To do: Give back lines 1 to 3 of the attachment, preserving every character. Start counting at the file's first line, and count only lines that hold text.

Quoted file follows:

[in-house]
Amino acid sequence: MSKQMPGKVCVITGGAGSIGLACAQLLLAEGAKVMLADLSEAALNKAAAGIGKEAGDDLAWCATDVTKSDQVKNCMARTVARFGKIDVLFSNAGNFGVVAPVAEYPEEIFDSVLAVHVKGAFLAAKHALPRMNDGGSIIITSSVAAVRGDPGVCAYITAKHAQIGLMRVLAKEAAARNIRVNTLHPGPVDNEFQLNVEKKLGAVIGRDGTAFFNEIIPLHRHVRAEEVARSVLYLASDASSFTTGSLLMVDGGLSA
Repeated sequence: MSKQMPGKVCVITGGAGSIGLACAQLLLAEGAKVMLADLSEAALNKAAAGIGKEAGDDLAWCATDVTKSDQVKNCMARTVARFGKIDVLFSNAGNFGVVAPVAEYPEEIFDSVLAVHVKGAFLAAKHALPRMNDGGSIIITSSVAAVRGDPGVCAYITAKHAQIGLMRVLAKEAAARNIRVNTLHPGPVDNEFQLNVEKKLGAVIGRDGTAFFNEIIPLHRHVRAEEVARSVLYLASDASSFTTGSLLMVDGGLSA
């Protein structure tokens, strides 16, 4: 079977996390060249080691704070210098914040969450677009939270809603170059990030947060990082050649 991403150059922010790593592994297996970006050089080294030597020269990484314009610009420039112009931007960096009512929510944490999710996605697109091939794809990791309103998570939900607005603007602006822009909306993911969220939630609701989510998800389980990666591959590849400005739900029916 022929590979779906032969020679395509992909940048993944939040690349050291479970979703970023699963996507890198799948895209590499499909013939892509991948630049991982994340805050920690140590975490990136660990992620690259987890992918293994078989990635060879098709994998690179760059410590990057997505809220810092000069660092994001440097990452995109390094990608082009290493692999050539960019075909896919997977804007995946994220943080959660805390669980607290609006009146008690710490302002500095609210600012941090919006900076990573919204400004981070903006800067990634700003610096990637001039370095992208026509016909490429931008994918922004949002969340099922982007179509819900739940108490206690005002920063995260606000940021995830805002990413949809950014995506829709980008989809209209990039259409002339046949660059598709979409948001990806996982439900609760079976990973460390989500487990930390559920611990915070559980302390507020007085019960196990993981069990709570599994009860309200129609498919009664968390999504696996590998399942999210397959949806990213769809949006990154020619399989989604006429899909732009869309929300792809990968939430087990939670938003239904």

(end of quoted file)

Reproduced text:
[in-house]
Amino acid sequence: MSKQMPGKVCVITGGAGSIGLACAQLLLAEGAKVMLADLSEAALNKAAAGIGKEAGDDLAWCATDVTKSDQVKNCMARTVARFGKIDVLFSNAGNFGVVAPVAEYPEEIFDSVLAVHVKGAFLAAKHALPRMNDGGSIIITSSVAAVRGDPGVCAYITAKHAQIGLMRVLAKEAAARNIRVNTLHPGPVDNEFQLNVEKKLGAVIGRDGTAFFNEIIPLHRHVRAEEVARSVLYLASDASSFTTGSLLMVDGGLSA
Repeated sequence: MSKQMPGKVCVITGGAGSIGLACAQLLLAEGAKVMLADLSEAALNKAAAGIGKEAGDDLAWCATDVTKSDQVKNCMARTVARFGKIDVLFSNAGNFGVVAPVAEYPEEIFDSVLAVHVKGAFLAAKHALPRMNDGGSIIITSSVAAVRGDPGVCAYITAKHAQIGLMRVLAKEAAARNIRVNTLHPGPVDNEFQLNVEKKLGAVIGRDGTAFFNEIIPLHRHVRAEEVARSVLYLASDASSFTTGSLLMVDGGLSA